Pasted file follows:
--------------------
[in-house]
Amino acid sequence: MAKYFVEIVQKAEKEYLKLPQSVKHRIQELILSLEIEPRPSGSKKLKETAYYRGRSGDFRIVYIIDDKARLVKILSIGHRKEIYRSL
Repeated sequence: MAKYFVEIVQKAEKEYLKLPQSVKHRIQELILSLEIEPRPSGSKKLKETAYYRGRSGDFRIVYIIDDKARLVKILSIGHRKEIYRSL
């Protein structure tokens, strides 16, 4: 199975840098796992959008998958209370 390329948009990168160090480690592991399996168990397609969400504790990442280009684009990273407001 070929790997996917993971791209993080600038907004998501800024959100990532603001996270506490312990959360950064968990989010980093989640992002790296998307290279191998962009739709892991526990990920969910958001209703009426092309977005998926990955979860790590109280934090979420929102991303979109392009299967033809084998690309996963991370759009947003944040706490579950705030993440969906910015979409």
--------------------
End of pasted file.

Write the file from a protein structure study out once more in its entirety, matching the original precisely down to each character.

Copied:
[in-house]
Amino acid sequence: MAKYFVEIVQKAEKEYLKLPQSVKHRIQELILSLEIEPRPSGSKKLKETAYYRGRSGDFRIVYIIDDKARLVKILSIGHRKEIYRSL
Repeated sequence: MAKYFVEIVQKAEKEYLKLPQSVKHRIQELILSLEIEPRPSGSKKLKETAYYRGRSGDFRIVYIIDDKARLVKILSIGHRKEIYRSL
């Protein structure tokens, strides 16, 4: 199975840098796992959008998958209370 390329948009990168160090480690592991399996168990397609969400504790990442280009684009990273407001 070929790997996917993971791209993080600038907004998501800024959100990532603001996270506490312990959360950064968990989010980093989640992002790296998307290279191998962009739709892991526990990920969910958001209703009426092309977005998926990955979860790590109280934090979420929102991303979109392009299967033809084998690309996963991370759009947003944040706490579950705030993440969906910015979409």